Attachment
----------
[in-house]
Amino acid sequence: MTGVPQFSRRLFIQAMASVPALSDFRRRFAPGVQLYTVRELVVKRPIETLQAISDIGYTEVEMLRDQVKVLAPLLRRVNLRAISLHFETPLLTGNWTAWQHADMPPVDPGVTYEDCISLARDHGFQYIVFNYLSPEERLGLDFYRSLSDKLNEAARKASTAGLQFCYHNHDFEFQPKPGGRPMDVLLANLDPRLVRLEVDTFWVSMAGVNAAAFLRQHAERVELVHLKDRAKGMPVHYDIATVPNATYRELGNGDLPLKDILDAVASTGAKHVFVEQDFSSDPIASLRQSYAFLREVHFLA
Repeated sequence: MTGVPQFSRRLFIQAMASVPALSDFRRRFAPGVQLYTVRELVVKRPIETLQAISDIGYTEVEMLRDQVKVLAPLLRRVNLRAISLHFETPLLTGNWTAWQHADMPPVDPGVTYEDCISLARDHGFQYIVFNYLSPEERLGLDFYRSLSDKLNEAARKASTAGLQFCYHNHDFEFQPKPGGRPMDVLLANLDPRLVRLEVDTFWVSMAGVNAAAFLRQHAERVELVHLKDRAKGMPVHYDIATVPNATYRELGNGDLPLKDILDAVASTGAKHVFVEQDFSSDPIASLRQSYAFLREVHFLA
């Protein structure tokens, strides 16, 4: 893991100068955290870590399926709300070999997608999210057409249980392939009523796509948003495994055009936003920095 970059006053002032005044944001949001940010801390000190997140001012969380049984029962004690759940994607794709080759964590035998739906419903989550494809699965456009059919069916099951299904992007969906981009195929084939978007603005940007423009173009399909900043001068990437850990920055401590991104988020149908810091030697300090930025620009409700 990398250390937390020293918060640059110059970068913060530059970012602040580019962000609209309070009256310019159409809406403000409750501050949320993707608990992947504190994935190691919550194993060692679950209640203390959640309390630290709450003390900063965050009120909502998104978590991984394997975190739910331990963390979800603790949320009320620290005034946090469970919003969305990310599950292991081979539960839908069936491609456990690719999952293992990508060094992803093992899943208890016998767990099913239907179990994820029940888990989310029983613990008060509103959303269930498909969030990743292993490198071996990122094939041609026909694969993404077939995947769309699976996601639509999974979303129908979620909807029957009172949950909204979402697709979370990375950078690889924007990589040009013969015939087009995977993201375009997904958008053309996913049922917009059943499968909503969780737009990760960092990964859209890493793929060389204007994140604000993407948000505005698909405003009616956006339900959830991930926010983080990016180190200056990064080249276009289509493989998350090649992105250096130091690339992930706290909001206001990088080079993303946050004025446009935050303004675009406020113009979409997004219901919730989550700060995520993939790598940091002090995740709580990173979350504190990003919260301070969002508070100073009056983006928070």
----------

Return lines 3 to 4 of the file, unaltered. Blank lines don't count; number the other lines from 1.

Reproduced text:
Repeated sequence: MTGVPQFSRRLFIQAMASVPALSDFRRRFAPGVQLYTVRELVVKRPIETLQAISDIGYTEVEMLRDQVKVLAPLLRRVNLRAISLHFETPLLTGNWTAWQHADMPPVDPGVTYEDCISLARDHGFQYIVFNYLSPEERLGLDFYRSLSDKLNEAARKASTAGLQFCYHNHDFEFQPKPGGRPMDVLLANLDPRLVRLEVDTFWVSMAGVNAAAFLRQHAERVELVHLKDRAKGMPVHYDIATVPNATYRELGNGDLPLKDILDAVASTGAKHVFVEQDFSSDPIASLRQSYAFLREVHFLA
């Protein structure tokens, strides 16, 4: 893991100068955290870590399926709300070999997608999210057409249980392939009523796509948003495994055009936003920095 970059006053002032005044944001949001940010801390000190997140001012969380049984029962004690759940994607794709080759964590035998739906419903989550494809699965456009059919069916099951299904992007969906981009195929084939978007603005940007423009173009399909900043001068990437850990920055401590991104988020149908810091030697300090930025620009409700 990398250390937390020293918060640059110059970068913060530059970012602040580019962000609209309070009256310019159409809406403000409750501050949320993707608990992947504190994935190691919550194993060692679950209640203390959640309390630290709450003390900063965050009120909502998104978590991984394997975190739910331990963390979800603790949320009320620290005034946090469970919003969305990310599950292991081979539960839908069936491609456990690719999952293992990508060094992803093992899943208890016998767990099913239907179990994820029940888990989310029983613990008060509103959303269930498909969030990743292993490198071996990122094939041609026909694969993404077939995947769309699976996601639509999974979303129908979620909807029957009172949950909204979402697709979370990375950078690889924007990589040009013969015939087009995977993201375009997904958008053309996913049922917009059943499968909503969780737009990760960092990964859209890493793929060389204007994140604000993407948000505005698909405003009616956006339900959830991930926010983080990016180190200056990064080249276009289509493989998350090649992105250096130091690339992930706290909001206001990088080079993303946050004025446009935050303004675009406020113009979409997004219901919730989550700060995520993939790598940091002090995740709580990173979350504190990003919260301070969002508070100073009056983006928070």